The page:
Tuesday, May 04, 2010

Don’t Blame Proposition 13
...According to liberals in politics, journalism, and academia, Proposition 13 is the reason for California’s worsening fiscal nightmare and the declining quality of the state’s public services, and the motives behind it were deplorable. And because Prop. 13 ignited a national tax revolt that remains potent, the Left also blames the measure for much of what it thinks has gone wrong in American political life generally over the past three decades.

Yet no matter how often their moral and intellectual “superiors” denounce them, California taxpayers continue to insist that the problem isn’t their purported stinginess but their government, which makes lousy use of the considerable funds that it continues to receive. On this point, the voters aren’t being stubborn, greedy, or stupid. The voters are right....

...By 2007, the year of the most recent Census Bureau data comparing state finances, California’s state and local governments levied $1,141 in property taxes per capita, less—but only 11 percent less—than the corresponding average, $1,288, for the other 49 states and the District of Columbia. Property-tax revenues in the state have increased from $4.9 billion to $47 billion in the 30 years since Proposition 13. Adjust those figures for inflation and population growth, and property-tax revenues in California were 87 percent higher in 2009 than they were in 1979, chiefly because of rising property values.

And even if one tax is limited, others can rise. A recent article in the California Journal of Politics and Policy by Colin McCubbins and Mathew McCubbins shows that, adjusted again for population growth and inflation, total state and local tax revenues in California were higher ten years after Proposition 13’s enactment than they were just before—and that they were half again as high in 2000 as in 1978. Census Bureau data show that California ranked tenth in the nation in 2007 in terms of per-capita receipts from all state and local taxes (property, income, sales, and excise taxes) paid by individuals and corporations. Per-capita receipts from individual and corporate income taxes were 64 percent higher in California than they were in the rest of the country: $1,764 in California, $1,077 elsewhere. All told, California’s governments received $4,731 per resident from all taxes, 14 percent more than the $4,160 average outside California.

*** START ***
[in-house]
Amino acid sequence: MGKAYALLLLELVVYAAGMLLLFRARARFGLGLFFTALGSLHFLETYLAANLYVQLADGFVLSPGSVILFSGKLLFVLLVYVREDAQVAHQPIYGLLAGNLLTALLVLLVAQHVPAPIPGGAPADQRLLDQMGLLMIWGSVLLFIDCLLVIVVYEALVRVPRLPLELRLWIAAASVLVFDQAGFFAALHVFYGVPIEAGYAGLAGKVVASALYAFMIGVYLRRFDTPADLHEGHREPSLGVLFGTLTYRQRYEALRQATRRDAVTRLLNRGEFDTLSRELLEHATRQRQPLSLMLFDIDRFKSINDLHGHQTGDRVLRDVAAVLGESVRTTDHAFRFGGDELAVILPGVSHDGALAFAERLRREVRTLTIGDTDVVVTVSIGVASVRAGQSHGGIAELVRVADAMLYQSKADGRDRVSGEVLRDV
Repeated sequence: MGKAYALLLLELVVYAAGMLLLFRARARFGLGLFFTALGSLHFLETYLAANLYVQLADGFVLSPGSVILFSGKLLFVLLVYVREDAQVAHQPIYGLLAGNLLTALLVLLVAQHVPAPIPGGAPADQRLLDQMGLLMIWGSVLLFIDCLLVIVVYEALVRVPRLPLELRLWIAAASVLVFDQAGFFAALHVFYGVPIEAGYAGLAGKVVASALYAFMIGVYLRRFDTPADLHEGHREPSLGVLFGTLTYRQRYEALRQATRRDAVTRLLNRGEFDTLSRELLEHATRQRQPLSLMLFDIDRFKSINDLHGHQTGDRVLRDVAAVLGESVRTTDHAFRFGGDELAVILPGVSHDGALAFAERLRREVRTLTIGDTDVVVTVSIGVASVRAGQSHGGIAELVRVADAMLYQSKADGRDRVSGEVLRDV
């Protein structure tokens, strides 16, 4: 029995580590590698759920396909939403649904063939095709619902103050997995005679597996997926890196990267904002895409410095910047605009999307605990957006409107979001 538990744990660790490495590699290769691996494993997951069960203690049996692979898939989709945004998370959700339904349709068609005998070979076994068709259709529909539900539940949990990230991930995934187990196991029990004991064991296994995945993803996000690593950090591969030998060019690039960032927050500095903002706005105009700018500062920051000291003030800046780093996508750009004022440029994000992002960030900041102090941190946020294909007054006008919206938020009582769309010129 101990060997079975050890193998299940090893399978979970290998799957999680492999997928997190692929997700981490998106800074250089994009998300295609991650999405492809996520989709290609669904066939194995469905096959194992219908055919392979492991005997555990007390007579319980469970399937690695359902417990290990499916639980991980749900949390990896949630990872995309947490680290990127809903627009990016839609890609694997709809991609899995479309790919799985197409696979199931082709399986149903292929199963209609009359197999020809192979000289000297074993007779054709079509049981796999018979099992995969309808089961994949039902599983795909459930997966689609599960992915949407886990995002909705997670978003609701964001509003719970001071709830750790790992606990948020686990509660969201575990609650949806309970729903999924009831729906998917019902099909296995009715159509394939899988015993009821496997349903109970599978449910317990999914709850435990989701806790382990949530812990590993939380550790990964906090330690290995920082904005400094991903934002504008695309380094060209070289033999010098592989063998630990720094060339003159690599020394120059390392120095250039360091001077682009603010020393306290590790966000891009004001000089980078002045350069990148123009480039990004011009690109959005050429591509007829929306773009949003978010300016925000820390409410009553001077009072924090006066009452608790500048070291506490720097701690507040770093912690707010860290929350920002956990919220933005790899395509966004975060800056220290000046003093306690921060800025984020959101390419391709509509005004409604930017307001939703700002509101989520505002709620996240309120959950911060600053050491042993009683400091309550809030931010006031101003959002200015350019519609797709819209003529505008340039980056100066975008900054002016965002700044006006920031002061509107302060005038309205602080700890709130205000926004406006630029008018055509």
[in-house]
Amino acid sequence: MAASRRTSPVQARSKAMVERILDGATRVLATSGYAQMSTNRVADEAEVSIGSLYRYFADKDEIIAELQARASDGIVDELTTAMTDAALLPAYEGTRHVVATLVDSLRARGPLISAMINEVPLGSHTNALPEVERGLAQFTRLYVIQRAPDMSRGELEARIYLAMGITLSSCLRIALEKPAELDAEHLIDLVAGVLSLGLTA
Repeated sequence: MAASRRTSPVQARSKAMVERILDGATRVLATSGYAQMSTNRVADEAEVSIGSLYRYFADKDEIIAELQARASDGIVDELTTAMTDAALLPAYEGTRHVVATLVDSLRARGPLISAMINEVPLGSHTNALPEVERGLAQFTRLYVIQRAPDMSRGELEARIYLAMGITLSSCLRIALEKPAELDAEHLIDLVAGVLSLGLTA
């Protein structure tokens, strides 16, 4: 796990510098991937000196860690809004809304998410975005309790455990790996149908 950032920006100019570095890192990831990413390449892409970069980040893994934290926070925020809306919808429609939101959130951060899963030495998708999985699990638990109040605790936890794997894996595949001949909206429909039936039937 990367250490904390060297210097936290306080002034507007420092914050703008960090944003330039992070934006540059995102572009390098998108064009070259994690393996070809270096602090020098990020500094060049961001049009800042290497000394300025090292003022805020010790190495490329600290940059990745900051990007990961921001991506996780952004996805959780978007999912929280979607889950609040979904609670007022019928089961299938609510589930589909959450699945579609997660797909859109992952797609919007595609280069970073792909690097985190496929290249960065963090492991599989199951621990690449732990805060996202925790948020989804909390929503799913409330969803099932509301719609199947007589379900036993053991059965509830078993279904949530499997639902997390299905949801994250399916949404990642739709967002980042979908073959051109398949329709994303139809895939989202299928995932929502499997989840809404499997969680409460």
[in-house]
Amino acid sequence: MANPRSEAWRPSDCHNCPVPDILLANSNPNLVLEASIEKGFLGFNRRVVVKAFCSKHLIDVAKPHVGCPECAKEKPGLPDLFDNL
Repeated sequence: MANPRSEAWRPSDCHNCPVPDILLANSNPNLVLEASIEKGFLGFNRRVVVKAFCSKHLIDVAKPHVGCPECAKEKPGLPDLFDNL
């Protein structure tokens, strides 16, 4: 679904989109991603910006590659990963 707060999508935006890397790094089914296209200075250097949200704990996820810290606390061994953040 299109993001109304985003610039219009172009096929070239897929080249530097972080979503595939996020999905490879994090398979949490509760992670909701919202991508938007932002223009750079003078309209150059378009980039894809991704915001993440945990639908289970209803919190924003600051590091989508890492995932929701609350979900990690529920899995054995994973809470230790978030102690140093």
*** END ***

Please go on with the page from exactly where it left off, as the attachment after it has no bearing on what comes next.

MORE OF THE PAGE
Ah, comes the objection: these numbers unfairly compare California with an aggregate that includes many rural states with low taxes and limited public services. But even if we confine our discussion to the ten most populous states in the nation, home to 54 percent of all Americans in 2009, California remains a high-tax jurisdiction. Its per-capita taxes exceed not only the national average but those of every other high-population state except New York.

Not only is California a high-tax state; it is even more conspicuously a high-revenue state. Things that aren’t taxes, such as fees for government services, often have a high degree of “taxiness,” as Stephen Colbert might say. “Charges and fees have become an integral part of the California budgetary landscape” because they “give the government a revenue stream that is not subject to limitation and hard for voters to track,” the McCubbinses argue. For example, local governments impose assessments on real-estate developers for the infrastructure and public services that a new housing tract’s residents will require. The developers then incorporate those charges into every unit’s sales price. “Home developers estimate that fees, new infrastructure, and other mandated expenses now run to between $30,000 and $60,000 for each new home,” journalist Peter Schrag noted in Paradise Lost, his book on California’s fall from grace since the 1950s.

Thus it is that the Golden State, routinely described as desperately short of funds because of Proposition 13, brought in $12,776 per capita in governmental income from all sources—taxes, fees, federal aid, charges for government-administered insurance, and revenue from government-owned utilities—in 2007. This amount was the fifth-highest in the nation and second (again) only to profligate New York among the ten most populous states...